All wages, tips, and other compensation that employees earned or were paid for services performed in Idaho are subject to Idaho income tax withholding. The pay may be in cash or in another form. Pay includes salaries, vacation allowances, bonuses, commissions, and fringe benefits. It doesn’t matter how you measure the compensation or make the payment. Generally, if the Idaho compensation is subject to federal income tax, it’s also subject to Idaho income tax.
Compensation you pay to a former employee for services performed while he or she was still employed in Idaho is subject to Idaho income tax withholding.
All wage income is subject to Idaho income tax if an employee earns the income while working in Idaho. This includes:
- Employees who aren’t Idaho residents
- Employees who are family members
- People working only one day in Idaho (e.g., performers, athletes)
- People who aren’t citizens of the United States, unless they’re exempt from federal withholding
Reimbursements for employee business expenses
Your requirement to withhold income tax depends on your reimbursement or allowances plan.
- If you have an accountable plan you don’t have to withhold Idaho income tax on reimbursements for employee business expenses.
- If you have a nonaccountable plan you must withhold Idaho income tax on reimbursements for employee business expenses.
See IRS Publication 15, Circular E, Employer’s Tax Guide, for definitions of accountable and nonaccountable plans.
Wages paid “in kind”
This refers to wages you pay employees in something other than money. Examples include goods, lodging, food, clothing, services or personal use of a company vehicle.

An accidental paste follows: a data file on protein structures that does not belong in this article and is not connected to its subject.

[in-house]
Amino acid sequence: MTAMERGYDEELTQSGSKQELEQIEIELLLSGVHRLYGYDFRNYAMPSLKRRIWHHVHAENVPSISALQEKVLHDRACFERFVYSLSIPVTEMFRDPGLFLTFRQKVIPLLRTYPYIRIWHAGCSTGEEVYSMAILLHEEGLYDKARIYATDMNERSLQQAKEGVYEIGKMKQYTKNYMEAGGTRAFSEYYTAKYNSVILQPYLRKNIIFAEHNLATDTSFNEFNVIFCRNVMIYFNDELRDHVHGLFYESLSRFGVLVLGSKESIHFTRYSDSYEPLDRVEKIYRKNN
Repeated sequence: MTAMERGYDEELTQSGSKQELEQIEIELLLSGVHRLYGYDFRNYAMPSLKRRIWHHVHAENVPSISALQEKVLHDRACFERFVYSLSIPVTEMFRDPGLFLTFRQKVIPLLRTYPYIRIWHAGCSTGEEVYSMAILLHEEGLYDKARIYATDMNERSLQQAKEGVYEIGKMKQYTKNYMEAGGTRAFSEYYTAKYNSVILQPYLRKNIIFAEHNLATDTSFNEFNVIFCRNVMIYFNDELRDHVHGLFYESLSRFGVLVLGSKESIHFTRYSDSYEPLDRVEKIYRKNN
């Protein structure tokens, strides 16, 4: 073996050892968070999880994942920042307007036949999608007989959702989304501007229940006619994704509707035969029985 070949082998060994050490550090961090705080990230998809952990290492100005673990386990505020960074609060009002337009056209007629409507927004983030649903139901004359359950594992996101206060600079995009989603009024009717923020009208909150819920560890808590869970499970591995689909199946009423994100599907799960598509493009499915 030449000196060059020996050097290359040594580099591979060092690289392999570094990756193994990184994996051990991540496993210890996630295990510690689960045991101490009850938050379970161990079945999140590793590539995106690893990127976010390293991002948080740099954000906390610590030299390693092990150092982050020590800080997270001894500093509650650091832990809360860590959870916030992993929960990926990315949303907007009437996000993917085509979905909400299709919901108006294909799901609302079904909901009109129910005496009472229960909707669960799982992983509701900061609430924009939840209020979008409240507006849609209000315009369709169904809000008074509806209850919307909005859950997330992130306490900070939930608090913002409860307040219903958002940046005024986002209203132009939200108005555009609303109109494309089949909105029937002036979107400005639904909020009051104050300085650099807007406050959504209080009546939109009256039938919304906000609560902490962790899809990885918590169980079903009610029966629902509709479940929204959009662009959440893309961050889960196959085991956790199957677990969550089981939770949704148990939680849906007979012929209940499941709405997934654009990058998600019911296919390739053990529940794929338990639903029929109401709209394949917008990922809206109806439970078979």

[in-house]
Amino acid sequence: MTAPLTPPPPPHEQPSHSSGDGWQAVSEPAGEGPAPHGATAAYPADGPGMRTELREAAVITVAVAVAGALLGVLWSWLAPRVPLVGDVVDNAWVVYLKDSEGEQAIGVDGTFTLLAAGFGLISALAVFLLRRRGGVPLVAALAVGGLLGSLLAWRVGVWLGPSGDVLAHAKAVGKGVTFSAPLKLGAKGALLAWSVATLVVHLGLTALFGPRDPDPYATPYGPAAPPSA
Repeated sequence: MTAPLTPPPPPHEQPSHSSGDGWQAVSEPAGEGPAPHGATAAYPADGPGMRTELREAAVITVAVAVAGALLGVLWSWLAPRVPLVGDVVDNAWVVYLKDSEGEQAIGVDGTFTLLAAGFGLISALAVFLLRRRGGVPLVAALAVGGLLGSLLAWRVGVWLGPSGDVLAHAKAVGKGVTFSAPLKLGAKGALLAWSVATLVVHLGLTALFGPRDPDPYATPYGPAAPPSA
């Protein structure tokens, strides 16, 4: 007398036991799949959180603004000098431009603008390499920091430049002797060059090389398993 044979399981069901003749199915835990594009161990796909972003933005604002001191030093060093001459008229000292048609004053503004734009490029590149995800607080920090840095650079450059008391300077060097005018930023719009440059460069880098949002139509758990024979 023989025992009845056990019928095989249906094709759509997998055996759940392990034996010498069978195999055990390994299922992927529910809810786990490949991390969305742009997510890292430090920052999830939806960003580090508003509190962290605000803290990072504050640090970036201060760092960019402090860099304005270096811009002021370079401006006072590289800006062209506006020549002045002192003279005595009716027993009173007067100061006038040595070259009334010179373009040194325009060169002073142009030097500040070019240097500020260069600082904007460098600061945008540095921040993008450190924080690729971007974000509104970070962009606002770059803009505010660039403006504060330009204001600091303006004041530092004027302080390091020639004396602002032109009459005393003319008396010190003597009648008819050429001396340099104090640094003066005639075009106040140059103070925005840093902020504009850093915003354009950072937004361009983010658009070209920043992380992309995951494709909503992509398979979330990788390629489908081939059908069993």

Generally, you must withhold Idaho income tax on the fair market value of such payments when you make them for services employees provided in Idaho.
Idaho income tax applies to any of these items if the employee earned it while working in Idaho:
- Overtime pay
- Payments for accumulated sick leave
- Severance pay
- Awards or prizes
- Back pay, retroactive pay, other similar payments
Compute withholding one of these ways:
- Combine the supplemental payment with regular wages and treat it as a single payment.
- Multiply the separately-issued supplemental payment by 6 percent.
Benefits that are taxable under the Internal Revenue Code (IRC) are subject to Idaho income tax withholding if they’re earned for services the employee provided in Idaho. It doesn’t matter when the employee receives the benefit.
Benefits such as 401(k) plans and cafeteria plans that the IRC considers tax deferred are also tax deferred for Idaho and not subject to income tax withholding.
We consider granting stock options to be compensation for services, whether treated as compensation or capital gain income for federal income tax purposes. This income is subject to Idaho income tax withholding if the employee performed services in Idaho between the time the option was granted and the time the option vested. For more information, see Idaho Income Tax Rule 271.
Tips employees receive for work they do in Idaho are subject to Idaho income tax withholding. Report as Idaho income the same tip amount you reported as federal income. See IRS Publication 531, Reporting Tip Income.